Bivalirudin, a direct thrombin inhibitor, is an anticoagulant commonly used in invasive cardiology procedures.
It has evolved from relative obscurity, as an anticoagulation option only utilized in rare instances of allergy or resistance
to heparin products, to the now preferred antithrombotic anticoagulant in the cardiac catheterization laboratory. On the
way to displacing unfractionated heparin as the preferred anticoagulant for percutaneous coronary intervention, multiple
studies comparing bivalirudin with heparin have consistently shown equivalent ischemic efficacy endpoints (i.e.
cardiovascular death, myocardial infarction, etc.), with significant reductions in bleeding. Bleeding has been directly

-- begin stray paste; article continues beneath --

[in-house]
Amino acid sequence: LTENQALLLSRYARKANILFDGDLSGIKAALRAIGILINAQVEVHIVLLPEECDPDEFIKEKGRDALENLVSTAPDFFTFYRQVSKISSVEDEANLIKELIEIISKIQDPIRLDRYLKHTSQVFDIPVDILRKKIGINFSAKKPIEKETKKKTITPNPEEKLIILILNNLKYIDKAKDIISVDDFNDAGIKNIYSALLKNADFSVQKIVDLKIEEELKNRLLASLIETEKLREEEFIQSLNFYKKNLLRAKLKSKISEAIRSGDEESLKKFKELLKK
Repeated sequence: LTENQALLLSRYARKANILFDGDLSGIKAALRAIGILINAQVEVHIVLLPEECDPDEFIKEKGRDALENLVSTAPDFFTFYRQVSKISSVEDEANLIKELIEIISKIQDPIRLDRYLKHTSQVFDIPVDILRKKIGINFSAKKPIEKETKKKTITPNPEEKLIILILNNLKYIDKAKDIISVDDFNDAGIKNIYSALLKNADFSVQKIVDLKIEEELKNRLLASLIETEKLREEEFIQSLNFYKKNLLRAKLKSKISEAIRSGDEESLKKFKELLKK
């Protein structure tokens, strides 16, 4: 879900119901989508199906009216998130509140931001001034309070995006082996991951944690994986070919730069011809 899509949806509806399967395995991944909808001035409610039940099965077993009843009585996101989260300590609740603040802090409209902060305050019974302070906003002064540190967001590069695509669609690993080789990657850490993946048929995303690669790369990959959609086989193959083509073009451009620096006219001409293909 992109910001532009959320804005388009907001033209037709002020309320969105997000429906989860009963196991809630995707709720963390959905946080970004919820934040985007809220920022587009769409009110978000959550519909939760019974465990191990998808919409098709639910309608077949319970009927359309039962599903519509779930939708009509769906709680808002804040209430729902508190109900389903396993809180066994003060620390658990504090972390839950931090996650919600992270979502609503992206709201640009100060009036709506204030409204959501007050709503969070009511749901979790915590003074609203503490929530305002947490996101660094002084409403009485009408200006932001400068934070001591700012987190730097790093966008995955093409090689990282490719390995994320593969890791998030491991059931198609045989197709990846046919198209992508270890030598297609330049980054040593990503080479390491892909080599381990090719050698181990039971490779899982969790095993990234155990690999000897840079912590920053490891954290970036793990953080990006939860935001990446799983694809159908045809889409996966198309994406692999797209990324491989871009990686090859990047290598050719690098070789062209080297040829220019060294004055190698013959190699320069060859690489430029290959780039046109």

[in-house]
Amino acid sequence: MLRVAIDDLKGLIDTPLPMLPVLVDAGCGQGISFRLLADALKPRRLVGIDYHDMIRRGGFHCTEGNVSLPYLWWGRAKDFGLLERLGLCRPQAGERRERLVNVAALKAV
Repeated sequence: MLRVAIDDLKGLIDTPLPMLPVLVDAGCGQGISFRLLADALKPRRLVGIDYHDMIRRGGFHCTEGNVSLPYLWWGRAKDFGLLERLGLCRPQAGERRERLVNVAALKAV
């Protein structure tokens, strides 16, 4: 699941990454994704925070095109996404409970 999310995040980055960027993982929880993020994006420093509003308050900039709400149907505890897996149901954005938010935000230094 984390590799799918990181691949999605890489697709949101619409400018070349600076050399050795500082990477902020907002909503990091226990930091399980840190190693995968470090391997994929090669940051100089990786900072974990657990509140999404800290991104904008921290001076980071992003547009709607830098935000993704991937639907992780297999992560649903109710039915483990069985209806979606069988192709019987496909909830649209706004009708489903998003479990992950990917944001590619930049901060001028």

linked to worse hospital outcomes in cardiac patient’s undergoing invasive coronary artery revascularization procedures.
More recent bivalirudin studies now demonstrate reductions in mortality, which has led to a paradigm shift to bivalirudin
as the anticoagulant choice both in elective and emergent coronary procedures. We present the major studies that have
brought bivalirudin to the forefront of coronary artery disease, specifically coronary interventional procedures.
Keywords: Acute coronary syndrome, anticoagulant, bivalirudin, coronary artery disease, myocardial infarction, percutaneous
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